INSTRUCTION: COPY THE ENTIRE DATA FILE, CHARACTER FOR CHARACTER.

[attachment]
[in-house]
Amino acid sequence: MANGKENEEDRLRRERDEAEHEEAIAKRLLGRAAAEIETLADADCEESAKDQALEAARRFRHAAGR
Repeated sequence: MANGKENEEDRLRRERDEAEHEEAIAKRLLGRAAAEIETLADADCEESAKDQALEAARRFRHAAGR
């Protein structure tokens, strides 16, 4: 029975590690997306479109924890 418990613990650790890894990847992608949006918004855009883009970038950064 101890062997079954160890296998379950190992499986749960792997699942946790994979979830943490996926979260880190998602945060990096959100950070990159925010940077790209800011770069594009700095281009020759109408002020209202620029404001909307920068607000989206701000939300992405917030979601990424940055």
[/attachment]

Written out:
[in-house]
Amino acid sequence: MANGKENEEDRLRRERDEAEHEEAIAKRLLGRAAAEIETLADADCEESAKDQALEAARRFRHAAGR
Repeated sequence: MANGKENEEDRLRRERDEAEHEEAIAKRLLGRAAAEIETLADADCEESAKDQALEAARRFRHAAGR
């Protein structure tokens, strides 16, 4: 029975590690997306479109924890 418990613990650790890894990847992608949006918004855009883009970038950064 101890062997079954160890296998379950190992499986749960792997699942946790994979979830943490996926979260880190998602945060990096959100950070990159925010940077790209800011770069594009700095281009020759109408002020209202620029404001909307920068607000989206701000939300992405917030979601990424940055």